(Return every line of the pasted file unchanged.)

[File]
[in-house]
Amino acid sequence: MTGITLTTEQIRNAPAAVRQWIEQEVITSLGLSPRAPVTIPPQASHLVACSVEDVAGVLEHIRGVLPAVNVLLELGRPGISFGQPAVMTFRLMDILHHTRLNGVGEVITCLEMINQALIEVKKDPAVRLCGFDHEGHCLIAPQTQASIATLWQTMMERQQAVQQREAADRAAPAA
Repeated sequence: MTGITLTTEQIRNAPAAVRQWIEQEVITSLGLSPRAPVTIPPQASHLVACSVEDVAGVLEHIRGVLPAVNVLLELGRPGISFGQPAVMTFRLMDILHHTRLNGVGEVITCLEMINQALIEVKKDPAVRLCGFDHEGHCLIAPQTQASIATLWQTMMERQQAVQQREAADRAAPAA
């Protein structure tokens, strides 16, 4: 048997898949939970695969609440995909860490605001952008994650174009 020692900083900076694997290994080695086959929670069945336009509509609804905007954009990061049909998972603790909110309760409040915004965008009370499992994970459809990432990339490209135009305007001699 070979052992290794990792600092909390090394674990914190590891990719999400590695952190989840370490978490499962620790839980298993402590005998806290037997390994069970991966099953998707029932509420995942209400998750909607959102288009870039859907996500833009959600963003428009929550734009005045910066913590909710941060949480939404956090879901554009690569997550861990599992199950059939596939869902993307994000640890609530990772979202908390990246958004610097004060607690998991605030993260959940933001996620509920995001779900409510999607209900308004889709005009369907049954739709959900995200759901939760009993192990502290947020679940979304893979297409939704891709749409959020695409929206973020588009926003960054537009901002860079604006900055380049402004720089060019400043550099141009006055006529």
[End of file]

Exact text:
[in-house]
Amino acid sequence: MTGITLTTEQIRNAPAAVRQWIEQEVITSLGLSPRAPVTIPPQASHLVACSVEDVAGVLEHIRGVLPAVNVLLELGRPGISFGQPAVMTFRLMDILHHTRLNGVGEVITCLEMINQALIEVKKDPAVRLCGFDHEGHCLIAPQTQASIATLWQTMMERQQAVQQREAADRAAPAA
Repeated sequence: MTGITLTTEQIRNAPAAVRQWIEQEVITSLGLSPRAPVTIPPQASHLVACSVEDVAGVLEHIRGVLPAVNVLLELGRPGISFGQPAVMTFRLMDILHHTRLNGVGEVITCLEMINQALIEVKKDPAVRLCGFDHEGHCLIAPQTQASIATLWQTMMERQQAVQQREAADRAAPAA
């Protein structure tokens, strides 16, 4: 048997898949939970695969609440995909860490605001952008994650174009 020692900083900076694997290994080695086959929670069945336009509509609804905007954009990061049909998972603790909110309760409040915004965008009370499992994970459809990432990339490209135009305007001699 070979052992290794990792600092909390090394674990914190590891990719999400590695952190989840370490978490499962620790839980298993402590005998806290037997390994069970991966099953998707029932509420995942209400998750909607959102288009870039859907996500833009959600963003428009929550734009005045910066913590909710941060949480939404956090879901554009690569997550861990599992199950059939596939869902993307994000640890609530990772979202908390990246958004610097004060607690998991605030993260959940933001996620509920995001779900409510999607209900308004889709005009369907049954739709959900995200759901939760009993192990502290947020679940979304893979297409939704891709749409959020695409929206973020588009926003960054537009901002860079604006900055380049402004720089060019400043550099141009006055006529």